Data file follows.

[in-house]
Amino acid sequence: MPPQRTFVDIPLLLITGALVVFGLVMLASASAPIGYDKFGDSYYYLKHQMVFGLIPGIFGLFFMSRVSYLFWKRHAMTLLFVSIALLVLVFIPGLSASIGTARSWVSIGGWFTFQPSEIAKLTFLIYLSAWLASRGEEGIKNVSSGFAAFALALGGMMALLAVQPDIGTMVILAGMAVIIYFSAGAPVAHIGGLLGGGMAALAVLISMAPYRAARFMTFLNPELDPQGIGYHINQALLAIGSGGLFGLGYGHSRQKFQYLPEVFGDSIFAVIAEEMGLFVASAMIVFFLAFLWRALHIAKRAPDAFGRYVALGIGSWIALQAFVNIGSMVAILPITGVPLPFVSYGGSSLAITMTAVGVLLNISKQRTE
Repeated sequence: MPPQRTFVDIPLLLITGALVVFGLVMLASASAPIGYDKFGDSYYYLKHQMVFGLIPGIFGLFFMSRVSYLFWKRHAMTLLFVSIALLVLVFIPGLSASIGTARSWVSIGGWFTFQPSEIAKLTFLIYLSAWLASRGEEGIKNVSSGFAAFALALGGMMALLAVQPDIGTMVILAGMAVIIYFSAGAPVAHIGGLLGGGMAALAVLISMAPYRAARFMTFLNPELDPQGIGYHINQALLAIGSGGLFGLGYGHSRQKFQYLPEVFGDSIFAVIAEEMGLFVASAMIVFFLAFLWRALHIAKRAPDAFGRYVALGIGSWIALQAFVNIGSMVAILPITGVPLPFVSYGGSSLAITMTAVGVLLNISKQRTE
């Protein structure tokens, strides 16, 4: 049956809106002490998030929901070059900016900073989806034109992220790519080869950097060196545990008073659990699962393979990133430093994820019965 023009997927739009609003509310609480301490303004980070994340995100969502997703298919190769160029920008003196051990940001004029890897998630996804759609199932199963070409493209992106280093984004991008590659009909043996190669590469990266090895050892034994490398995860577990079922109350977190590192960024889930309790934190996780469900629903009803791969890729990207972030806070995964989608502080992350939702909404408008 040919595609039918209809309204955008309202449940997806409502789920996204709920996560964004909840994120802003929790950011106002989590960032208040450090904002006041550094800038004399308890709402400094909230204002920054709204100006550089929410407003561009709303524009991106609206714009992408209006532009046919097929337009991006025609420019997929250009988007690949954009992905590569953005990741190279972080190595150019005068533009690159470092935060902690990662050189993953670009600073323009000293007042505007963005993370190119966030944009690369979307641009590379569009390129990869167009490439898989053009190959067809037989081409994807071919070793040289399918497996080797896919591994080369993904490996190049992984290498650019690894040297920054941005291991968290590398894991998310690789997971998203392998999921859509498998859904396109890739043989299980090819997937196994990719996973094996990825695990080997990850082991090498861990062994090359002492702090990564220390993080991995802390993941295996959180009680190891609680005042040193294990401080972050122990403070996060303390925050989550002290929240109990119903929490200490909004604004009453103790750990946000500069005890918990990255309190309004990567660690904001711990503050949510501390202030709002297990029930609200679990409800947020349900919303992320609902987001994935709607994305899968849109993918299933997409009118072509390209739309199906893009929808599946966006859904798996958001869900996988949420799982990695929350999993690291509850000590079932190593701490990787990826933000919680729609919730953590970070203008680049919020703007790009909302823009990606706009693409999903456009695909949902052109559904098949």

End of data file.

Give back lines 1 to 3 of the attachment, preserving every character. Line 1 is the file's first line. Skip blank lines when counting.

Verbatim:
[in-house]
Amino acid sequence: MPPQRTFVDIPLLLITGALVVFGLVMLASASAPIGYDKFGDSYYYLKHQMVFGLIPGIFGLFFMSRVSYLFWKRHAMTLLFVSIALLVLVFIPGLSASIGTARSWVSIGGWFTFQPSEIAKLTFLIYLSAWLASRGEEGIKNVSSGFAAFALALGGMMALLAVQPDIGTMVILAGMAVIIYFSAGAPVAHIGGLLGGGMAALAVLISMAPYRAARFMTFLNPELDPQGIGYHINQALLAIGSGGLFGLGYGHSRQKFQYLPEVFGDSIFAVIAEEMGLFVASAMIVFFLAFLWRALHIAKRAPDAFGRYVALGIGSWIALQAFVNIGSMVAILPITGVPLPFVSYGGSSLAITMTAVGVLLNISKQRTE
Repeated sequence: MPPQRTFVDIPLLLITGALVVFGLVMLASASAPIGYDKFGDSYYYLKHQMVFGLIPGIFGLFFMSRVSYLFWKRHAMTLLFVSIALLVLVFIPGLSASIGTARSWVSIGGWFTFQPSEIAKLTFLIYLSAWLASRGEEGIKNVSSGFAAFALALGGMMALLAVQPDIGTMVILAGMAVIIYFSAGAPVAHIGGLLGGGMAALAVLISMAPYRAARFMTFLNPELDPQGIGYHINQALLAIGSGGLFGLGYGHSRQKFQYLPEVFGDSIFAVIAEEMGLFVASAMIVFFLAFLWRALHIAKRAPDAFGRYVALGIGSWIALQAFVNIGSMVAILPITGVPLPFVSYGGSSLAITMTAVGVLLNISKQRTE